Free Process Review Video Block IBackground

Finance Bill 2022-23: Key Things to Note

This month, the government has published some of the draft legislation and consultations that will form the Finance Bill for 2022-23. Key highlights include changes to net-pay pensions, changes to Research & Development relief and amendments to business rates and levy’s. You can find out more about some of the key highlights which affect UK SME’s below.

 

Income Tax

Low earners anomaly: pensions relief relating to net pay arrangements

  • From April 2024 HMRC will be able to make a top-up for payments to lower-paid taxpayers who are at a disadvantage under net-pay pension arrangements.
  • This is due to benefit approximately 1.2 million individuals, 75% of whom are women, who could benefit by an average of £53 a year.

Pension schemes: amendment to taxation of collective money purchase schemes

  • This will allow members of the new collective money purchase pension scheme that are winding up to continue to be paid authorised pension payments, or transfer to another pension scheme and receive a drawdown pension.

Tax Registration: landlords and the self-employed

  • Following a call for evidence, the government has decided not to move ahead with proposed changes to “Income Tax Self Assessment (ITSA) registration for the self-employed and landlords”: making taxpayers register early for taxes is likely to cause more problems than it would solve.

 

Corporation Tax

Research and Development (R&D) Tax Relief

  • Planned reforms of R&D Tax Relief cover a wider range of expenditure, relief will also be restricted in part to focus more on rewarding UK expenditure.
  • Expanding the categories of qualifying expenditure to include data licences and cloud computing. This reflects recent advances in technology and the way R&D is now undertaken.
  • Pure mathematics will no longer be an excluded cost.
  • When claiming for Sub-contracted work and Externally Provided Workers (EPWs), this will only be granted in future where the work is undertaken in the UK, subject to a limited number of exceptions.
  • To tackle abuse, all claims in the future will need: to be submitted digitally (unless exempt from online filing), to have a pre-claim filed in advance, notifying HMRC that a claim will be made (unless a claim has already been made in one of the last three periods) and will need to include the details of any agents who have advised on the claim.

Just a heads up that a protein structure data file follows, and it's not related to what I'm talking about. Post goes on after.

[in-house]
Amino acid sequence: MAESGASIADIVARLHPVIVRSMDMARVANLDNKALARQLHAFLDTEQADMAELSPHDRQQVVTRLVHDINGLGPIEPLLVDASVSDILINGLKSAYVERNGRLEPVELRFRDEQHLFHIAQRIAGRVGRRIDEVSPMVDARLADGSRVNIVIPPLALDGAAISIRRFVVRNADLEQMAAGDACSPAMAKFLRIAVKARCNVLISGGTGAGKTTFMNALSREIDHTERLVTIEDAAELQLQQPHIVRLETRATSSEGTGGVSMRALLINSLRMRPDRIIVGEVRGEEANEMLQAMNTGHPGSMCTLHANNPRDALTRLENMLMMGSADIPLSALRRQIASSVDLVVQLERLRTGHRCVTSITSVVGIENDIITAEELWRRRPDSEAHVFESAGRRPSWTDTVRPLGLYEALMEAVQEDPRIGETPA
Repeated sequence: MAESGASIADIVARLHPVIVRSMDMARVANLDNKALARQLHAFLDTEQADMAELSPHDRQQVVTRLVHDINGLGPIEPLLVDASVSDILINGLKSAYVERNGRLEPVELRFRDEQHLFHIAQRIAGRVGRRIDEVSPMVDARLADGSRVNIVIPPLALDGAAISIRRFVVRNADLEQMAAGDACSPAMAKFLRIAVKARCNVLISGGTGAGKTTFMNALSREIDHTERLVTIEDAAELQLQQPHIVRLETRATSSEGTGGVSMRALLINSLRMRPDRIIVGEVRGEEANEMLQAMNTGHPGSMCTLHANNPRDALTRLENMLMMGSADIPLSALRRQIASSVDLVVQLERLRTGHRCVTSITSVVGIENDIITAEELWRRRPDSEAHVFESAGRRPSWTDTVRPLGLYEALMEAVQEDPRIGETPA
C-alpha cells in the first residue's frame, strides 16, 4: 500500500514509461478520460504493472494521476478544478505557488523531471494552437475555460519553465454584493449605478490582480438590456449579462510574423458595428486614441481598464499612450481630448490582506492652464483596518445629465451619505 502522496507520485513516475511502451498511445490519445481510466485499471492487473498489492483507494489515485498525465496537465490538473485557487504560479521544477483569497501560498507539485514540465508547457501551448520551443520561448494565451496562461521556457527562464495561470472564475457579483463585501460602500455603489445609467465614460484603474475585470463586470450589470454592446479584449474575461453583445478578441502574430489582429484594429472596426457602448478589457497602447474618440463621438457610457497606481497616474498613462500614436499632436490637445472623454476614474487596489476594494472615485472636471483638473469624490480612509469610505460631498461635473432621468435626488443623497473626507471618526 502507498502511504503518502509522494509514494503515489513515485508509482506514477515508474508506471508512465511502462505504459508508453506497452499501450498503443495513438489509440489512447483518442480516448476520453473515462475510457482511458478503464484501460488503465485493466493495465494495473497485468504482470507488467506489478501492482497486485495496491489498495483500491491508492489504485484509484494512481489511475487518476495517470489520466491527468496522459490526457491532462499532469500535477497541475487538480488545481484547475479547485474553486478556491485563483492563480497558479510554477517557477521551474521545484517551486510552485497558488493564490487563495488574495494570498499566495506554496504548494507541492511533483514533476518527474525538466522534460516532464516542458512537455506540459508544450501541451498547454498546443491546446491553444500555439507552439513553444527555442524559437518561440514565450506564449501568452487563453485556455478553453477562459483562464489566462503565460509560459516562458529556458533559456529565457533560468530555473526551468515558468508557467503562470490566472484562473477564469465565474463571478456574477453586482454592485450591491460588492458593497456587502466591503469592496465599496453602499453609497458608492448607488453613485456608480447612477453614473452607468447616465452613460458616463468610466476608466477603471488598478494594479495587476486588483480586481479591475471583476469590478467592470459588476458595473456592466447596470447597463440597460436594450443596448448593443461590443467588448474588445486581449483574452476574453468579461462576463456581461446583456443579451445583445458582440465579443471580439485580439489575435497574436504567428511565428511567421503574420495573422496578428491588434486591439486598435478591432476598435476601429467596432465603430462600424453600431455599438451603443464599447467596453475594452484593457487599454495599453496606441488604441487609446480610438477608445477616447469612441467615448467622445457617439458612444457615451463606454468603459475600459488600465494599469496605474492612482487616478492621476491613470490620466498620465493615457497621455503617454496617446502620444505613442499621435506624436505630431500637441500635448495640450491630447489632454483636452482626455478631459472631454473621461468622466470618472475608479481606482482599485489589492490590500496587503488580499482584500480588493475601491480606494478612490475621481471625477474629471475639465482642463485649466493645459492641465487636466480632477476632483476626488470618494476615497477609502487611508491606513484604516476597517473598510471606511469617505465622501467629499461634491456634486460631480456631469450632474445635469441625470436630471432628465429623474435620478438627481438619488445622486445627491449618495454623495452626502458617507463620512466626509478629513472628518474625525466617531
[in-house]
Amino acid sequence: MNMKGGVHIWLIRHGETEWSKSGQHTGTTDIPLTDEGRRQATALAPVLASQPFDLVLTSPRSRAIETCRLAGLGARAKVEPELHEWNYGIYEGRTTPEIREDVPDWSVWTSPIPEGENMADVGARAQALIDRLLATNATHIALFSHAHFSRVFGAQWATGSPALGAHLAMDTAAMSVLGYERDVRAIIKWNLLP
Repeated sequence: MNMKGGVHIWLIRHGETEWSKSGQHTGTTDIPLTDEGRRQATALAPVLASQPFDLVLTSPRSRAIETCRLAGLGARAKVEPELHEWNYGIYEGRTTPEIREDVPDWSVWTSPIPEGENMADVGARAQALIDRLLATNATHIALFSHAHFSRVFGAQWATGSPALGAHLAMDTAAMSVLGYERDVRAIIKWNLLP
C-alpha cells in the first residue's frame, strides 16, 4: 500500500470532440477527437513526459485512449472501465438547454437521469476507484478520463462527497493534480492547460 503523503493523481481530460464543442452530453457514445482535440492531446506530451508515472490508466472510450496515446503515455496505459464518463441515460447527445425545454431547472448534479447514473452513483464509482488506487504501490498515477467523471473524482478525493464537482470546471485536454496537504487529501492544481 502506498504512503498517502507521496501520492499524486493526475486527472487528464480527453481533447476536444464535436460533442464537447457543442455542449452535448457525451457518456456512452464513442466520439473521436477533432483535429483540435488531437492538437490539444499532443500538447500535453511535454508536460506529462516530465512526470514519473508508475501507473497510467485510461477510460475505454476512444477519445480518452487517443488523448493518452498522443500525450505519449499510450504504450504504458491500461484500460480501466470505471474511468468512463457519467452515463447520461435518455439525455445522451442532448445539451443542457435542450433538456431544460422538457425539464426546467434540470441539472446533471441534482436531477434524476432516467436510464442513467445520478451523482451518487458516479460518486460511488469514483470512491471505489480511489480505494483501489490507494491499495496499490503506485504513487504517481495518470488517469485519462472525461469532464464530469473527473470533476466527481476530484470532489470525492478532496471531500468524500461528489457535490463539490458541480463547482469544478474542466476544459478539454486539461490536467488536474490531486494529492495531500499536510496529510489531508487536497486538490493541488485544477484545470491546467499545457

• A number of changes have been made to address anomalies and unintended consequences of the current legislation.

 

Miscellaneous

Digitalising Business Rates

  • As part of its ongoing work on reforming business rates, the government has published a new consultation ‘Digitalising Business Rates: connecting business rates and tax data’. The aim is to join up tax and business rates data to improve compliance, better target policy, and enable businesses to better understand and review their tax liabilities by having them all in one place.
  • The consultation follows the 2021 review and consultation both of which proposed Digitalising Business Rates (DBR), with funding being allocated to this in the March 2021 Budget.

Soft Drinks Industry Levy: concentrates mixed with added sugar when dispensed

  • The definition of a soft drink which is liable to the Soft Drinks Industry Levy is amended to include packaged concentrates which are mixed with sugar at the point the drink is dispensed from a fountain machine.
  • The measure will take effect from 1 April 2023. Existing Soft Drinks Industry Levy rates and provisions will continue to apply.

 
You can find out more about the Finance Bill 2022-23 online, including a full list of what’s included.

Loading…